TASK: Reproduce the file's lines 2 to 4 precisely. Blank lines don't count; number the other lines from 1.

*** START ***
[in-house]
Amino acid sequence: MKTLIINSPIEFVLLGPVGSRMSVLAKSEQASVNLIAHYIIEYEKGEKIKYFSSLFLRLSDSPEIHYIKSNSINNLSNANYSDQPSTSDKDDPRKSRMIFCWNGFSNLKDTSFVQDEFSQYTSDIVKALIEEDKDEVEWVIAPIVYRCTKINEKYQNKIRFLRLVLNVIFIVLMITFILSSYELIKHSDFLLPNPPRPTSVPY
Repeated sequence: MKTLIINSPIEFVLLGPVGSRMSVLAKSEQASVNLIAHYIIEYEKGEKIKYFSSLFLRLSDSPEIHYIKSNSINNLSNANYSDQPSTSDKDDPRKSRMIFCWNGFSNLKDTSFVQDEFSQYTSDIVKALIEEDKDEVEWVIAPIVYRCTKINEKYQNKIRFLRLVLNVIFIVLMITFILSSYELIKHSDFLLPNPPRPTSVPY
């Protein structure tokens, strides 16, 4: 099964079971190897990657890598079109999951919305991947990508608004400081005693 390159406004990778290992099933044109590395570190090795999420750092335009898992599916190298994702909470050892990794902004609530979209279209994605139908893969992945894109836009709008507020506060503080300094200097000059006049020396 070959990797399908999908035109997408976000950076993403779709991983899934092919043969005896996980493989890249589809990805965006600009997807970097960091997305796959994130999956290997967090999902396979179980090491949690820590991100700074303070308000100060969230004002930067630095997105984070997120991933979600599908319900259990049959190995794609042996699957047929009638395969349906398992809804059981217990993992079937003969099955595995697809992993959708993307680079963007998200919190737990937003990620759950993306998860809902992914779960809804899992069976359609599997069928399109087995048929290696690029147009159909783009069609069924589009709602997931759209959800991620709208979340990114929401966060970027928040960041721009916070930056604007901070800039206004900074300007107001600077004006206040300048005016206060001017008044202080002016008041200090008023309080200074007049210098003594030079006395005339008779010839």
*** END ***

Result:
Amino acid sequence: MKTLIINSPIEFVLLGPVGSRMSVLAKSEQASVNLIAHYIIEYEKGEKIKYFSSLFLRLSDSPEIHYIKSNSINNLSNANYSDQPSTSDKDDPRKSRMIFCWNGFSNLKDTSFVQDEFSQYTSDIVKALIEEDKDEVEWVIAPIVYRCTKINEKYQNKIRFLRLVLNVIFIVLMITFILSSYELIKHSDFLLPNPPRPTSVPY
Repeated sequence: MKTLIINSPIEFVLLGPVGSRMSVLAKSEQASVNLIAHYIIEYEKGEKIKYFSSLFLRLSDSPEIHYIKSNSINNLSNANYSDQPSTSDKDDPRKSRMIFCWNGFSNLKDTSFVQDEFSQYTSDIVKALIEEDKDEVEWVIAPIVYRCTKINEKYQNKIRFLRLVLNVIFIVLMITFILSSYELIKHSDFLLPNPPRPTSVPY
């Protein structure tokens, strides 16, 4: 099964079971190897990657890598079109999951919305991947990508608004400081005693 390159406004990778290992099933044109590395570190090795999420750092335009898992599916190298994702909470050892990794902004609530979209279209994605139908893969992945894109836009709008507020506060503080300094200097000059006049020396 070959990797399908999908035109997408976000950076993403779709991983899934092919043969005896996980493989890249589809990805965006600009997807970097960091997305796959994130999956290997967090999902396979179980090491949690820590991100700074303070308000100060969230004002930067630095997105984070997120991933979600599908319900259990049959190995794609042996699957047929009638395969349906398992809804059981217990993992079937003969099955595995697809992993959708993307680079963007998200919190737990937003990620759950993306998860809902992914779960809804899992069976359609599997069928399109087995048929290696690029147009159909783009069609069924589009709602997931759209959800991620709208979340990114929401966060970027928040960041721009916070930056604007901070800039206004900074300007107001600077004006206040300048005016206060001017008044202080002016008041200090008023309080200074007049210098003594030079006395005339008779010839």